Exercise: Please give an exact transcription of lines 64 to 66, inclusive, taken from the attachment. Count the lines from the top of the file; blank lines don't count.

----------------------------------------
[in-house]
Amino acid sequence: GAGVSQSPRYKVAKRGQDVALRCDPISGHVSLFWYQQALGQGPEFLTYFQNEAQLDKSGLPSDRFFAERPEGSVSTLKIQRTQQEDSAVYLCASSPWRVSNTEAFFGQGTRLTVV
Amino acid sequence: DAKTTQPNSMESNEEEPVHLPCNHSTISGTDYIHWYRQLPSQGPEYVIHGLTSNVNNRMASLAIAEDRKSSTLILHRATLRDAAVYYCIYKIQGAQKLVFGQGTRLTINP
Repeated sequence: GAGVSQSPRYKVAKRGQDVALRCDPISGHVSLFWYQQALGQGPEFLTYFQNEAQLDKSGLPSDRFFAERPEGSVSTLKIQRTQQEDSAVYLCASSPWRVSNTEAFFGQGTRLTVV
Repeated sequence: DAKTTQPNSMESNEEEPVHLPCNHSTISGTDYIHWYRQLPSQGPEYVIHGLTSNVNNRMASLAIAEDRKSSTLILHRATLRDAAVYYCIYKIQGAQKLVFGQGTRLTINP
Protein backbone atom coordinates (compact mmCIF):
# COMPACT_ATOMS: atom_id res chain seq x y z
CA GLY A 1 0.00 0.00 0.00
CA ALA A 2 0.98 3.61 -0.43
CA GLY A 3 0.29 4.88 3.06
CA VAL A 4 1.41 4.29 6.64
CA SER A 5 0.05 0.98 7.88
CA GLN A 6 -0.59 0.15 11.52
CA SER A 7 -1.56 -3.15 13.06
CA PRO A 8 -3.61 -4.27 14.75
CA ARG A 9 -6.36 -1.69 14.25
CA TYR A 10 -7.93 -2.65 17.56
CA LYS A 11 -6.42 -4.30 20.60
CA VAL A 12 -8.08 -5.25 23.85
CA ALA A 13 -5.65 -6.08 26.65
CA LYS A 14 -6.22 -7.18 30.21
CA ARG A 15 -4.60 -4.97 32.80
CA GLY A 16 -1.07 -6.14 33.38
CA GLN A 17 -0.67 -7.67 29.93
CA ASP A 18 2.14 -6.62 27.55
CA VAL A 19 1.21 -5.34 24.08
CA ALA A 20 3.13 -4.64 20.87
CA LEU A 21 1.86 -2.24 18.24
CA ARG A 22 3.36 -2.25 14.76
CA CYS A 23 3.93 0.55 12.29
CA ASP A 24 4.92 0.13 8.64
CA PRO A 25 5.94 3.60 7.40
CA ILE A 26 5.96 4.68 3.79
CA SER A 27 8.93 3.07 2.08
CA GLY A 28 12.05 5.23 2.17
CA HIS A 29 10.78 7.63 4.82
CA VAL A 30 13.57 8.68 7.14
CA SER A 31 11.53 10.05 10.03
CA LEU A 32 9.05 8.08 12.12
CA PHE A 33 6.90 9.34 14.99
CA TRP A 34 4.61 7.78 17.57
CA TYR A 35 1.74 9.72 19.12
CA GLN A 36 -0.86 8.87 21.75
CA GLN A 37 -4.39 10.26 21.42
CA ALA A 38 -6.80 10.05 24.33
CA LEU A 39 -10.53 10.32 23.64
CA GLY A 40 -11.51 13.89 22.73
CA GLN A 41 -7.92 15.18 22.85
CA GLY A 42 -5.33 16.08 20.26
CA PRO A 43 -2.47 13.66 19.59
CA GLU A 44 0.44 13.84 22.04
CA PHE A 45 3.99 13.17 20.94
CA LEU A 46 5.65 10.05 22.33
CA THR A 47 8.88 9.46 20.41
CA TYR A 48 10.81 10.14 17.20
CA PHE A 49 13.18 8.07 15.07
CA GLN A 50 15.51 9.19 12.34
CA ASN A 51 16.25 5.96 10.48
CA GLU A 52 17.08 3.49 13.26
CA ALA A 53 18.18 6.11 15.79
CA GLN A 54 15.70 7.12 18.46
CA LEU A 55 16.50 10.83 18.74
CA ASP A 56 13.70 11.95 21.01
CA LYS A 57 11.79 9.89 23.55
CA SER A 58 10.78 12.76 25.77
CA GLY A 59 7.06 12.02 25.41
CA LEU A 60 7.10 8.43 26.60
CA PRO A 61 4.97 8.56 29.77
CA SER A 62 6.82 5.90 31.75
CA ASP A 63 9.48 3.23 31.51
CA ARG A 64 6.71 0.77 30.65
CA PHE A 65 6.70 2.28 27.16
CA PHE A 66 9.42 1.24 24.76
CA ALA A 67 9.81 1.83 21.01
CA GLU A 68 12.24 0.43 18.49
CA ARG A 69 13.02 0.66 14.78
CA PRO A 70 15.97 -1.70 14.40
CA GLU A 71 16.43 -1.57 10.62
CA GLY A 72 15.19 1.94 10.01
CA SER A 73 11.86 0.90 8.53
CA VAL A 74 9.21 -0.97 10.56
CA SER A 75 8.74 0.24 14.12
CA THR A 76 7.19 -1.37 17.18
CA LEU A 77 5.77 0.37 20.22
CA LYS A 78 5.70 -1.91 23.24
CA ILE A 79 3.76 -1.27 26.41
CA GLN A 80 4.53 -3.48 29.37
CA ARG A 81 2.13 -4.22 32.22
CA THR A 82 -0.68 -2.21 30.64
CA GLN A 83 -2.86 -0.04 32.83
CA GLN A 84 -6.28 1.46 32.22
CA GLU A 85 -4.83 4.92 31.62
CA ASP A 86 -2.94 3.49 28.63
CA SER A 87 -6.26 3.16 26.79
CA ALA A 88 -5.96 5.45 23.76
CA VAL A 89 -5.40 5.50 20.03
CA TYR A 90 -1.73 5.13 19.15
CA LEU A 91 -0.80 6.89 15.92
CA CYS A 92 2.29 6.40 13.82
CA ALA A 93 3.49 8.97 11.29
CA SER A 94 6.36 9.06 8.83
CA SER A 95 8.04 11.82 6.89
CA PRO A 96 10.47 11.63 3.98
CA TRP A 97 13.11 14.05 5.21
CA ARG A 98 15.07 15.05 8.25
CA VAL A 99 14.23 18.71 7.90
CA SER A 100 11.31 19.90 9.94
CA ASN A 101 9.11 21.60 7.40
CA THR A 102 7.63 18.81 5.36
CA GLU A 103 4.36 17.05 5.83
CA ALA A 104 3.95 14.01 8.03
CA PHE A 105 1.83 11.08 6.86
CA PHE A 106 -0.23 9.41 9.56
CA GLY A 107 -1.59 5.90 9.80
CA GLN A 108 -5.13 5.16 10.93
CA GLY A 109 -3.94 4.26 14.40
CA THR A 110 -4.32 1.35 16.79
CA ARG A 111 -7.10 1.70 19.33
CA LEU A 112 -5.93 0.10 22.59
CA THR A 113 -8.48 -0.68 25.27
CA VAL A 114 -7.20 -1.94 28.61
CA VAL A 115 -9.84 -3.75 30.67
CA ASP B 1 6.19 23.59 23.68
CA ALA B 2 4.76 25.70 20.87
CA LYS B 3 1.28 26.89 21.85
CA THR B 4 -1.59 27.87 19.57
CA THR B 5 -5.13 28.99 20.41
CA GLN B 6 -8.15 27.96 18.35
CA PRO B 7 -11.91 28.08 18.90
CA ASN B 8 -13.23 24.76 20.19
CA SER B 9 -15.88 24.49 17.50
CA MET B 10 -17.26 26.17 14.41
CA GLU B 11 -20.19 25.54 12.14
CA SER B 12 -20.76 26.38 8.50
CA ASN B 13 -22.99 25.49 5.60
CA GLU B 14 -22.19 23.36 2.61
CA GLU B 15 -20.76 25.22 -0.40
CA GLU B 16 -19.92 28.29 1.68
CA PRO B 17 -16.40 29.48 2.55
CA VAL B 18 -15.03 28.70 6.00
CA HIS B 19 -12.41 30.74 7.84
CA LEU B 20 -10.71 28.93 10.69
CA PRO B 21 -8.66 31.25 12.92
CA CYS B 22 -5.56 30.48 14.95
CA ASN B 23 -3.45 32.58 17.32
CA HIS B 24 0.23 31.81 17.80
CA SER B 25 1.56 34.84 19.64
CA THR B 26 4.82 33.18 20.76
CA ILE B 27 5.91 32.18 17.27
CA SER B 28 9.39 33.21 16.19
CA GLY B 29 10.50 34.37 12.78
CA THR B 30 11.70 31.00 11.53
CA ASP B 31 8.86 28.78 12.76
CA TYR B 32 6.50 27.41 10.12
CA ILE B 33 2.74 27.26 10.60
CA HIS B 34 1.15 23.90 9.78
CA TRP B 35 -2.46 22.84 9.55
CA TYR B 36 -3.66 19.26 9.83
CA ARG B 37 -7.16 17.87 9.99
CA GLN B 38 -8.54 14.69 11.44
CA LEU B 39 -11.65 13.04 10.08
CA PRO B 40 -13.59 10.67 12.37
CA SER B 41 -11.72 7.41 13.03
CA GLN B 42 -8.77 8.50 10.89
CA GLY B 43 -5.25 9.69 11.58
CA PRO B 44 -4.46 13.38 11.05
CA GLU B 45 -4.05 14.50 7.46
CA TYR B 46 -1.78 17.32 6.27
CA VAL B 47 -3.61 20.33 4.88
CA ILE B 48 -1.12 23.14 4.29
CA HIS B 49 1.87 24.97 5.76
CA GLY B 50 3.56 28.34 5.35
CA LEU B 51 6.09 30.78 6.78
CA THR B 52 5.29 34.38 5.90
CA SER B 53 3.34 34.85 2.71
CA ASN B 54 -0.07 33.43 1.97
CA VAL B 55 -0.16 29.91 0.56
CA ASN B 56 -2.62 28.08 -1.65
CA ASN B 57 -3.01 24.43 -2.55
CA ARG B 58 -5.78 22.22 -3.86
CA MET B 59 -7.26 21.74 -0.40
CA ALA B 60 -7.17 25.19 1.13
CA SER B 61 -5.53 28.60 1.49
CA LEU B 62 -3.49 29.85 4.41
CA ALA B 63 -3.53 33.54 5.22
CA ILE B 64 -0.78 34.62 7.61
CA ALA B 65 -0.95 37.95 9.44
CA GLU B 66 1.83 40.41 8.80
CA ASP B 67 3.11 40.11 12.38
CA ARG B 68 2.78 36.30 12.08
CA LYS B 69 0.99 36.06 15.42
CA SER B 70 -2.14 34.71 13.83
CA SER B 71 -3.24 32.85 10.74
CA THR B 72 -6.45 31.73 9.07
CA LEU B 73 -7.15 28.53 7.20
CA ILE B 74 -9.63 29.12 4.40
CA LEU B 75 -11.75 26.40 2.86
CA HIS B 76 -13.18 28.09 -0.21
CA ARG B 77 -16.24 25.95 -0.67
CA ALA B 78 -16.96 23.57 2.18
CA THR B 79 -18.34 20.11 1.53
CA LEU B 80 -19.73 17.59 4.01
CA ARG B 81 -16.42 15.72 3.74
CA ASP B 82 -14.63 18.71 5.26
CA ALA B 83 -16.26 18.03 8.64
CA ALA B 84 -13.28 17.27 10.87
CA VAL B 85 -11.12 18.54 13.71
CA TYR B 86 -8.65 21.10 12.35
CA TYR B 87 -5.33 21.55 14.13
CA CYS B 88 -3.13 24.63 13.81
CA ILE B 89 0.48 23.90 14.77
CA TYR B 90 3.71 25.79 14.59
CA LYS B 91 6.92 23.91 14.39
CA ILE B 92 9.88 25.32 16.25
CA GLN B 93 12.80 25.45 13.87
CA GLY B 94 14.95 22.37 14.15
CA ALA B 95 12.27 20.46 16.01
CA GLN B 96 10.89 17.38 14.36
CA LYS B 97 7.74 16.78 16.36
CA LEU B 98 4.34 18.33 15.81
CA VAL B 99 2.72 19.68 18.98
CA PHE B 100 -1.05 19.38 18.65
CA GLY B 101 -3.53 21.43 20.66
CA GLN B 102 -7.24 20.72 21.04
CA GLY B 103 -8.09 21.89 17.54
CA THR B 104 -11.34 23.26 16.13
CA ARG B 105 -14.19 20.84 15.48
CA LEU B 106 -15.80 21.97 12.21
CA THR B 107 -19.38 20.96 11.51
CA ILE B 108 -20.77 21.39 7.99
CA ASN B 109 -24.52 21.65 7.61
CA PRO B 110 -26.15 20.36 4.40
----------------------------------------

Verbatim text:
CA LYS A 57 11.79 9.89 23.55
CA SER A 58 10.78 12.76 25.77
CA GLY A 59 7.06 12.02 25.41